Conclusions: The donor’s socioeconomic status and availability of social services, such as insurance coverage, psychological services, and mourning therapy courses, play an important role in organ donation. Adequate support for the deceased’s family after organ donation is imperative.

Keywords: Organ donation, Socioeconomic, Brain death, Trauma

  • More than half of organ donors from Iran were from low socioeconomic status, and nearly half were sole income earners of large families.

  • Adequate psychological and social support for the deceased’s family after organ donation is imperative.

  • Appropriate planning strategies are essential to advocate for donors’ families after donation.

Organ donation services are part of modern healthcare; however, globally, there is a large gap between the number of potential recipients on waiting lists and the number of available organs for transplant [1]. Transplantation is a surgical procedure requiring the highest level of scientific standards, but factors such as ethics, values, and personal beliefs play a fundamentally important role in the entire process of donation and transplantation. Therefore, extensive research has been conducted on the public’s attitudes towards organ donation, and several factors affecting donation have been identified [2].

Nonetheless, the shortage of organ donation is a global issue, persisting in all countries [3]. It remains a serious international problem, as the number of patients on the waiting list for organ transplants is continually increasing, while the number of donors is insufficient to meet the demand [4]. Unfortunately, there are fewer than 1,000 annual donations (1,074 cases in 2019, 923 cases in 2018) [5], and more than seven to ten patients die every day as a consequence of waiting for a suitable organ [6].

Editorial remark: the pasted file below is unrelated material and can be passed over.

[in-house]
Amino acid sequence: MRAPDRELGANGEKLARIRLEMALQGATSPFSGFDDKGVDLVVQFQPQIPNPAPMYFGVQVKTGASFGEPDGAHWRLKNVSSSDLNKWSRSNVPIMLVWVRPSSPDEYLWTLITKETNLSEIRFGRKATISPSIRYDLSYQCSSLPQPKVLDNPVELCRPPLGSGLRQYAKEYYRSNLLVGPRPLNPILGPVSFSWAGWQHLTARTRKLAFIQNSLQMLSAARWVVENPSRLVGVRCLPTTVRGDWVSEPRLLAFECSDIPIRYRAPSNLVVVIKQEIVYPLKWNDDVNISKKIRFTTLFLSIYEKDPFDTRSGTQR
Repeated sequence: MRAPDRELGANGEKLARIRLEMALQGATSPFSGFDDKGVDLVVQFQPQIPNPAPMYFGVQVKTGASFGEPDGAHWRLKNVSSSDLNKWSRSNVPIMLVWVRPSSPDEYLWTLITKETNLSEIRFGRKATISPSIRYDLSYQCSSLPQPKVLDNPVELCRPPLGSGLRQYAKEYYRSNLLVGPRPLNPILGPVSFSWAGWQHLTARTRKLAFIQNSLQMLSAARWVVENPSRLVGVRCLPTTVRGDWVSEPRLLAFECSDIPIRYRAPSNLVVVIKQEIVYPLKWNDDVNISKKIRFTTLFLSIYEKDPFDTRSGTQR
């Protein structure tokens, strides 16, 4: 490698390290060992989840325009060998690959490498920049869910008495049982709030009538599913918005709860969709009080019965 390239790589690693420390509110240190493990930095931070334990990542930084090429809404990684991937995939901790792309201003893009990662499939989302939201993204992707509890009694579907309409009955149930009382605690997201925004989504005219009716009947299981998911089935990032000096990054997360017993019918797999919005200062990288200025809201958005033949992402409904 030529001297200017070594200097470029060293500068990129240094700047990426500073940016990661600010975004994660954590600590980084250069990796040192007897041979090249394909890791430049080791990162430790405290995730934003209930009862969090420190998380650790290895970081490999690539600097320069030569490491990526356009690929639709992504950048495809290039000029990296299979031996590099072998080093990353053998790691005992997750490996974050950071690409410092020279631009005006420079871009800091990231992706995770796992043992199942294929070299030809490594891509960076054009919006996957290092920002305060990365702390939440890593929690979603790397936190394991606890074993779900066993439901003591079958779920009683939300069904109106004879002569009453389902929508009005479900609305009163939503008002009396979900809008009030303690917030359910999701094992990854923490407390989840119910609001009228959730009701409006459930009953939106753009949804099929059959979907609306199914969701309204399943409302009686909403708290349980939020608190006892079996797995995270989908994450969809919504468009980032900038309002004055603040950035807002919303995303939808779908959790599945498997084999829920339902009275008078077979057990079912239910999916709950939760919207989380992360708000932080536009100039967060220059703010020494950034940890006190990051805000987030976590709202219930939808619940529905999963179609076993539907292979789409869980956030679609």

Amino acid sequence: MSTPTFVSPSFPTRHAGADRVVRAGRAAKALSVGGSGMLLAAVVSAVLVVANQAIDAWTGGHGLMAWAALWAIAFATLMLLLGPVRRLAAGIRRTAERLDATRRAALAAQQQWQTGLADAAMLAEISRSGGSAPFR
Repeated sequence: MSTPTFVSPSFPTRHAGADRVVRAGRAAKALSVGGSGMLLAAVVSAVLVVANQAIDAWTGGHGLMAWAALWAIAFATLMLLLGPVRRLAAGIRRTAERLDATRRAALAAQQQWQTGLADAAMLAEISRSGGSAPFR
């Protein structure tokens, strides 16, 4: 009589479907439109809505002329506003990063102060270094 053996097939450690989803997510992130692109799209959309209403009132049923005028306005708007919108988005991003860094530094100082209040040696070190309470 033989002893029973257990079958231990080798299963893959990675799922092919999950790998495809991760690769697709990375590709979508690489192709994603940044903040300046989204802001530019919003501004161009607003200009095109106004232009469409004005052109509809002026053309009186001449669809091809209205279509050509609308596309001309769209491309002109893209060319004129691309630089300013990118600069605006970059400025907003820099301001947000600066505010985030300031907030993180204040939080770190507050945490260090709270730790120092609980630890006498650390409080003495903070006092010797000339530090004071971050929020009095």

One of the most important factors in organ donation is the donor’s family. Research conducted in different countries has documented that families refused donation in approximately 50% of cases with suitable organs for donation [7]. A key factor responsible for the shortage of solid organs in Iran is the rate of donation consent by the next of kin, which limits the number of organs available for transplant. Improving the rate of consent is one of the most promising routes to increase the number of donated and received organs [8]. The factors affecting attitudes towards organ donation include social norms, social trust, culture, level of education, beliefs, and motivations [9]. The results of a study conducted in a European country showed that the intention to donate was positively associated with higher levels of education [10]. Likewise, another study in Malaysia revealed that income had an inverse association with the willingness to donate organs after death [11].